Terezin is made up of a Small Fortress and Large Fortress. Inside the Small Fortress, you can explore around courtyards, rooms and learn about the history of the prisoners through photos. There is also a long narrow 15 min tunnel we recommend taking which sits under a large moat surrounding the Fortress.
The Large Fortress which is now a small town is home to the Ghetto Museum and Magdeburg Barracks. A highlight of the Museum is the paintings on the wall from the children during those times.
Even though the town in the Large Fortress is now a residential area, it still gives off an eerie feeling. We were there on a Saturday afternoon and there was hardly a soul in the place besides tourists. Compared to other small towns, parts of Terezin in our opinion still feels like it’s stuck in the 1940’s.
Small Fortress + Ghetto Museum – 180 CZK (9$)
Small Fortress + Ghetto Museum + Magdeburg Barracks – 220 CZK (11$)
Getting To Terezin From Prague
Terezin Concentration Camp is an hour drive north of Prague and easy to reach from Prague’s Ňádraží Holešovice bus station. Buses leave from Prague Monday to Friday at 8, 9, 10 AM. On Saturdays from 9.30 and 10.30 AM and Sundays at 9.30 AM.
Returning from Terezin U Památníku buses leave Monday to Friday at 14.07, 15.07, 16.37 and 17.37. Saturdays at 13.07 and 15.07. And on Sundays at 13.07 and 16.37.
You can also check this bus timetable here valid until 8.12.2018. Bus tickets cost 85 CZK (4$) each way. You can purchase the bus tickets from the driver on the day, so no need to book online.
Located 180 km south of Prague, Cesky Krumlov is Czechs Republic second gem after the capital. Also known as the smaller version of Prague, this charming town has a lot to offer. Showing off with its impressive old town, medieval architecture, fairytale cobblestone lanes and the dominating Krumlov Castle. It’s no wonder why the town became a UNESCO Wolrd Heritage Site in 1990.
While this is highly recommended as a great day trip from Prague, it is also a very long one. Prepare yourself for a 6-hour return journey.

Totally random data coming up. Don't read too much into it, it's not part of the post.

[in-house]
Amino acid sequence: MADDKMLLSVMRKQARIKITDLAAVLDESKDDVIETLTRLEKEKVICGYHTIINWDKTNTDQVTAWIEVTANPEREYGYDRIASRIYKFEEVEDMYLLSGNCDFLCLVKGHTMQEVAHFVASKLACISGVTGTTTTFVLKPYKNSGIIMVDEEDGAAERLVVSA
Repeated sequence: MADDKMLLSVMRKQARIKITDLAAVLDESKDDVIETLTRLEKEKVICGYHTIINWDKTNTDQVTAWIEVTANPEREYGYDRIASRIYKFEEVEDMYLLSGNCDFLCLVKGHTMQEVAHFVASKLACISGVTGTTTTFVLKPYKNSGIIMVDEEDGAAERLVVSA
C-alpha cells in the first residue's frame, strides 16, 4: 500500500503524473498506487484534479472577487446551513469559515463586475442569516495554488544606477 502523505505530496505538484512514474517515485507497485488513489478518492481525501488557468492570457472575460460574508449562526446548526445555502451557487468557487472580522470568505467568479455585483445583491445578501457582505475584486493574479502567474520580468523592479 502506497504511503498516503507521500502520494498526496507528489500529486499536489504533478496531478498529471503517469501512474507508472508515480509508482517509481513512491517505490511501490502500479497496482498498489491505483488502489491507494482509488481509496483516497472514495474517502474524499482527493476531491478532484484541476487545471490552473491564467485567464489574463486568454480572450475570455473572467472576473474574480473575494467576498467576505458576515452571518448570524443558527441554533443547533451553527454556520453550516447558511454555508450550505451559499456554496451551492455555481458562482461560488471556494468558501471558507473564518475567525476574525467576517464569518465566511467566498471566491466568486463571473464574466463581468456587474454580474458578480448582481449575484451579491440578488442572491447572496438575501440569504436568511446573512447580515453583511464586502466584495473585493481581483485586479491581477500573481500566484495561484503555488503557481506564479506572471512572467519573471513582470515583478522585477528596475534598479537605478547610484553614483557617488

Getting To Cesky Krumlov From Prague
If you decide to go by train, take note, you are not able to return the same day as the last train to Prague leaves at 2 PM. You can always book your day trip there by train from Prague’s hlavní nádraží and take the bus back to Prague. Train tickets start at 189 CZK (10$) one way.
Bohemian Switzerland National Park
Bohemian Switzerland National Park is 130 km north of Prague and is an infamous national park shared by two countries, Czech Republic and Germany.
The main attractions of the park are the towering rock formations with Pravčická brána a naturally formed sandstone gate being the icon of the national park.
Many hiking trails lead through the lush green forest were you can witness a diversity of rare plants and animals, stunning canyons, rivers, tiny villages and lookouts with unforgettable views. This is definitely a nature lovers paradise!
Getting To Bohemian Switzerland From Prague
To get here by public transport you have to take the train from Prague’s hlavní nádraží to the town of Dečin. From Dečin you can take bus number 434 to Hřensko or Mezni Louka. The bus station is right in front of the train station. Train tickets start at 258 CZK (13$) return. In total, the journey from Prague to Dečin takes 1.5-2 hours depending on which train you take.
Melnik – Recommended By Locals
About an hour north of the capital lies a small but very cute town, Melnik. You can see Melnik as one of the more pleasant day trips from Prague or a quick break from the bustling streets of the capital. There’s not really an awful lot to do in Melnik, except to truly enjoy the beauty of the town.
Wander around the historic old town, order some delicious local food, visit the Crypt of St. Peter and Paul’s Church, home to skeletons of more than 10,000 people, or sample some of the local wines as Melnik lies in the winemaking region of Bohemia.
We haven’t visited Melnik ourselves, but it was highly recommended by our hosts from our Airbnb.
Speaking of Airbnb, get up to 35€ of your next booking using our Airbnb link.
Getting To Melnik From Prague
To get to Melnik, take a one-hour train ride from Prague’s hlavní nádraží station for 150 CZK (8$) return.
Note: you can book all your tickets online on Czech Republic’s official website for train tickets at cd.cz.
We hope you find our guide to the best day trips from Prague helpful in planning your next trip to the Czech Republic. Share with us your thoughts in the comments below.